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The accompanying illustration obviously explains the principle of the gown to be described. It is nothing more or less than a surgical gown patterned after a carpenter's apron. The first point of importance which occurred to me and which likewise will occur to the reader is the possibility of contamination of the instruments placed in the various pockets of the gown. In order to safeguard this point I have a triple thickness of material behind the pockets. After an experience of two years I find this to be ample. To those who might question the efficacy of this, an apron of either cellophane or thin rubber may be used to protect the cloth from the perspiration of the operator. To any objection which might be raised as to any discomfort occasioned by having the extra layers of cloth in back of the pockets I might add that it represents such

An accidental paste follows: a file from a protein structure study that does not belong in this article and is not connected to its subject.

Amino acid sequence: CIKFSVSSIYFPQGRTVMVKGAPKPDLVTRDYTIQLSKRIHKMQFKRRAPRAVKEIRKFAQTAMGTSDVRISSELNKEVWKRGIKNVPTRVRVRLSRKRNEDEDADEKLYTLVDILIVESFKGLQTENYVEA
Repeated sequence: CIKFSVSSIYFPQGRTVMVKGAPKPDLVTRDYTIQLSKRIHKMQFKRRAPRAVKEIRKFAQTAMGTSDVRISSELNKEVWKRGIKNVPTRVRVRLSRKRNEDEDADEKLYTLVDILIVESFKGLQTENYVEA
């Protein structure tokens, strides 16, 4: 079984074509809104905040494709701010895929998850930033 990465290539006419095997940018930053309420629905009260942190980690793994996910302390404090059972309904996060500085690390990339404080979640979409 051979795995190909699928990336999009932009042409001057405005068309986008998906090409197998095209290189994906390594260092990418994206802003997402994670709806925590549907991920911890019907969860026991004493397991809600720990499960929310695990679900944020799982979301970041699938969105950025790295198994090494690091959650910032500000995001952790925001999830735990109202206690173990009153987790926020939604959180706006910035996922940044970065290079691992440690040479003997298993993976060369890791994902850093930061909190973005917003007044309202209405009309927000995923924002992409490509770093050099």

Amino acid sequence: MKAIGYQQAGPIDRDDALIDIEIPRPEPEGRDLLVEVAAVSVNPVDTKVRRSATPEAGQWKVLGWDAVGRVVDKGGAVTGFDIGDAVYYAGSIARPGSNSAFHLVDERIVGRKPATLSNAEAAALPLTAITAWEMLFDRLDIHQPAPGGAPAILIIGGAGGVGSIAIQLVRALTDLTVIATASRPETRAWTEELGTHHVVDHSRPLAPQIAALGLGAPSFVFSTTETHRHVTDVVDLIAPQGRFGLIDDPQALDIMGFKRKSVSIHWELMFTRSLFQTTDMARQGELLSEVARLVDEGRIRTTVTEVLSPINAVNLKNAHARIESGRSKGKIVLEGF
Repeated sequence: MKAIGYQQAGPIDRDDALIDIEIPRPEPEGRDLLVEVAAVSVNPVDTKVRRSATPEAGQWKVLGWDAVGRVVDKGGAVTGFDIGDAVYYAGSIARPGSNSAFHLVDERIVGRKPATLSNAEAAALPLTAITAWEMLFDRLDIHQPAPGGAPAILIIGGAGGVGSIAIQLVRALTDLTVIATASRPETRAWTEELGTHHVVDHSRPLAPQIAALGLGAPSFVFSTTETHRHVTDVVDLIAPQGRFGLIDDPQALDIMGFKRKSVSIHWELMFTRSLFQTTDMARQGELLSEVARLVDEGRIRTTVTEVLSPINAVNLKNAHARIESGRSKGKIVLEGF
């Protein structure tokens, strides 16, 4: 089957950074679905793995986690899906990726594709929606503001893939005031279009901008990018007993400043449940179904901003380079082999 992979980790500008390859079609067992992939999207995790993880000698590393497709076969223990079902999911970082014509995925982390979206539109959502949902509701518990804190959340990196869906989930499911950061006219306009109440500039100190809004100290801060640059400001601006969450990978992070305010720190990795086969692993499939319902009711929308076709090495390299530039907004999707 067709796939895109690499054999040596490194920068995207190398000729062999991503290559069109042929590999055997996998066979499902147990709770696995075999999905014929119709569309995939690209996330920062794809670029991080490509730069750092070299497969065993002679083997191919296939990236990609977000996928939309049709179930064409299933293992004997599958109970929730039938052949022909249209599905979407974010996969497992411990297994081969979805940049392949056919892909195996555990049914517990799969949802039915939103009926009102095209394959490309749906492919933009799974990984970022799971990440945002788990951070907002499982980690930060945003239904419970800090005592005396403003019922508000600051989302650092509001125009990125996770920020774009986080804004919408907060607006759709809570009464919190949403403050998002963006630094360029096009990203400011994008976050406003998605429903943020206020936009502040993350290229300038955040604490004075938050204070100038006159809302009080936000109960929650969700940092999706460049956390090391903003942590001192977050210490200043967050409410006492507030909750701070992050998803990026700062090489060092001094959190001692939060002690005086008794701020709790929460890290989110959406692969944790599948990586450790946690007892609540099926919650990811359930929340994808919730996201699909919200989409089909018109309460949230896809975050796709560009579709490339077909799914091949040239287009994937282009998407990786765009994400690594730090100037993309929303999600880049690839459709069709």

Woolston WJ. SURGICAL GOWN WITH INSTRUMENT POCKETS. JAMA. 1941;117(1):21. doi:10.1001/jama.1941.72820270002007b
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